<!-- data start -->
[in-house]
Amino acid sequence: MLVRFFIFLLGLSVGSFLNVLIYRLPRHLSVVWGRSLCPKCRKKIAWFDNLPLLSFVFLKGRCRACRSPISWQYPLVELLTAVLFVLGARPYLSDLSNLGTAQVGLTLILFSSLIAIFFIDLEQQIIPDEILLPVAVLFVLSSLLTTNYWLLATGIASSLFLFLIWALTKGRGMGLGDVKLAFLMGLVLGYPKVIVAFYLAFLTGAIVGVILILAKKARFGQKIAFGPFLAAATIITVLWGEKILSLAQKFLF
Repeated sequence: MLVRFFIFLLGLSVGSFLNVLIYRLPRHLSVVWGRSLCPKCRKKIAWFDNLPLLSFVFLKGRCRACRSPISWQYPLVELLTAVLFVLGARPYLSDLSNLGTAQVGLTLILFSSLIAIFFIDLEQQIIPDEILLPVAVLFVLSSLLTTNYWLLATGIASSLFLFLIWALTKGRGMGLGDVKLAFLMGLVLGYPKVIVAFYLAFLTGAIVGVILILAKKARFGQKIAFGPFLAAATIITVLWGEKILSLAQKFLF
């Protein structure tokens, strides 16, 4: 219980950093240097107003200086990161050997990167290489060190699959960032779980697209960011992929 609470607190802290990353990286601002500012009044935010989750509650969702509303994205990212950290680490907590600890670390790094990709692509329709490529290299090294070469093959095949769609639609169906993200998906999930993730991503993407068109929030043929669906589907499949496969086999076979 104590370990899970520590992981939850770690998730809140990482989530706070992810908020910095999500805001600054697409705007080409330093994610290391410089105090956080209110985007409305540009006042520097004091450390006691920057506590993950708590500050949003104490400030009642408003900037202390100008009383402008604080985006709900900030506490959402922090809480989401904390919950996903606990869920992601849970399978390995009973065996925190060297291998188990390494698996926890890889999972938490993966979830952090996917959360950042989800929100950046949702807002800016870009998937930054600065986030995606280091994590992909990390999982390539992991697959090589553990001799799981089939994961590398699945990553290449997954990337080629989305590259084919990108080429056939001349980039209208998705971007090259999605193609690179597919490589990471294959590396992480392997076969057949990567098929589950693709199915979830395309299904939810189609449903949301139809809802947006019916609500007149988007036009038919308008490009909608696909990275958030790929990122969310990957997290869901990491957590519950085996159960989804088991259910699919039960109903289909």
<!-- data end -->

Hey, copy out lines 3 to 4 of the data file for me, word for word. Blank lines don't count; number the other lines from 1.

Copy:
Repeated sequence: MLVRFFIFLLGLSVGSFLNVLIYRLPRHLSVVWGRSLCPKCRKKIAWFDNLPLLSFVFLKGRCRACRSPISWQYPLVELLTAVLFVLGARPYLSDLSNLGTAQVGLTLILFSSLIAIFFIDLEQQIIPDEILLPVAVLFVLSSLLTTNYWLLATGIASSLFLFLIWALTKGRGMGLGDVKLAFLMGLVLGYPKVIVAFYLAFLTGAIVGVILILAKKARFGQKIAFGPFLAAATIITVLWGEKILSLAQKFLF
């Protein structure tokens, strides 16, 4: 219980950093240097107003200086990161050997990167290489060190699959960032779980697209960011992929 609470607190802290990353990286601002500012009044935010989750509650969702509303994205990212950290680490907590600890670390790094990709692509329709490529290299090294070469093959095949769609639609169906993200998906999930993730991503993407068109929030043929669906589907499949496969086999076979 104590370990899970520590992981939850770690998730809140990482989530706070992810908020910095999500805001600054697409705007080409330093994610290391410089105090956080209110985007409305540009006042520097004091450390006691920057506590993950708590500050949003104490400030009642408003900037202390100008009383402008604080985006709900900030506490959402922090809480989401904390919950996903606990869920992601849970399978390995009973065996925190060297291998188990390494698996926890890889999972938490993966979830952090996917959360950042989800929100950046949702807002800016870009998937930054600065986030995606280091994590992909990390999982390539992991697959090589553990001799799981089939994961590398699945990553290449997954990337080629989305590259084919990108080429056939001349980039209208998705971007090259999605193609690179597919490589990471294959590396992480392997076969057949990567098929589950693709199915979830395309299904939810189609449903949301139809809802947006019916609500007149988007036009038919308008490009909608696909990275958030790929990122969310990957997290869901990491957590519950085996159960989804088991259910699919039960109903289909």